Yesterday we looked at kataphatic ‘day-dreaming’ as one way of thinking in a visual and imaginative way, that is vital if we are to rekindle that childhood and deep perception of the world around us.
Then, with the ‘soft eyes’ of exploring mystery, rather than only with the use the analytical eyes of modernity we can regain that way of ‘seeing’ the ‘magic’ that exists and appreciate all that is around us. We can look at things more deeply, rather than at surface level.
In that previous article I mentioned an Anishinabe (First Nations) man from Canada wrote:
‘When most humans go into the forest they enter with so much of the world on them that any possibility of feeling the sacred is removed. When we go into the forest we must become soft like the animal people and the tree people’.
Today, I’d like to introduce apophatic ‘day-dreaming’. If kataphatic (see here) ‘day-dreaming’ is the using of mental ‘pictures’ and the imagination to grow, mature and be transformed, then apophatic ‘day-dreaming’ could be viewed as being the opposite.
As I extinguish the candle on the garden table, and losing the small but significant light, I’m plunged into darkness. I can’t see anything for a while, and it’s a wonderful feeling. And then as my eyes get used to the dark, I begin to make out shapes, and realise that I can see a few things, after all. This is very much like apophatic day-dreaming.
Now some may call it apophatic meditation, but for this article I’d like to call it apophatic day-dreaming because we all ‘day-dream’. Some are fearful of exercises which seek to empty the mind of thoughts, but I’d like to suggest that what apophatic day-dreaming really does is encourage us to disregard those annoying and extraneous thoughts that ‘flutter’ into our minds all the time. It’s a ‘down-playing’ of thoughts that get in the way. And, many churches and faith-groups are finding apophatic ‘day-dreaming’ useful, though they may call it centering prayer.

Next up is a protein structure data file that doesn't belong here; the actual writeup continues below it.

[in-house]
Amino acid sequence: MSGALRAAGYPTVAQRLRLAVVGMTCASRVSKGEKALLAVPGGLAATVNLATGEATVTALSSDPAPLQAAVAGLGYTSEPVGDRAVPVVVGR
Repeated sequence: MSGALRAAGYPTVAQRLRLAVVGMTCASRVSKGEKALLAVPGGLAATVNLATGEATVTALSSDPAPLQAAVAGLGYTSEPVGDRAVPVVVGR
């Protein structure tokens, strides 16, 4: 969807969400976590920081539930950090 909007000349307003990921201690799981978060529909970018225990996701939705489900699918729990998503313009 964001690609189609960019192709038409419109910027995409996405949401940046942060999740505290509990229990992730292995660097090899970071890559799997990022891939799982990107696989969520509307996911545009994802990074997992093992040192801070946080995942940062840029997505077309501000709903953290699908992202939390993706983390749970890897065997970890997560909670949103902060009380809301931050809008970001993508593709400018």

‘Another way to think about Centering Prayer is training the mind to become free from distractions so it can “rest in God.’ Amos Smith
It’s rather like, when I’m at the north Wales coast, and sit on the beach, and gaze at the horizon where the sea seems to meet the sky. I’m sure you’ve done similar. You can gaze away for what seems like a few minutes and yet half an hour or more has gone by. Call it lost in thought, focussed attention, or being ‘mesmerised’, but I’d like to suggest this is apophatic day-dreaming.
And, as you gaze at the horizon, maybe a dog runs across the beach between you and the water’s edge. You may be mildly aware of the dog but you pay no attention to it. That’s apophatic day-dreaming. However, it you ‘focus’ on the dog, metaphorically, and think about it, then you’ve lost that wonderful ‘horizon-gaze’, and the moment has gone and ‘you’re back’, and you’re out of apophatic ‘day-dreaming’.
Now apophatic day-dreaming has a vast number of uses, and there are many exercises to assist us develop skills to assist us.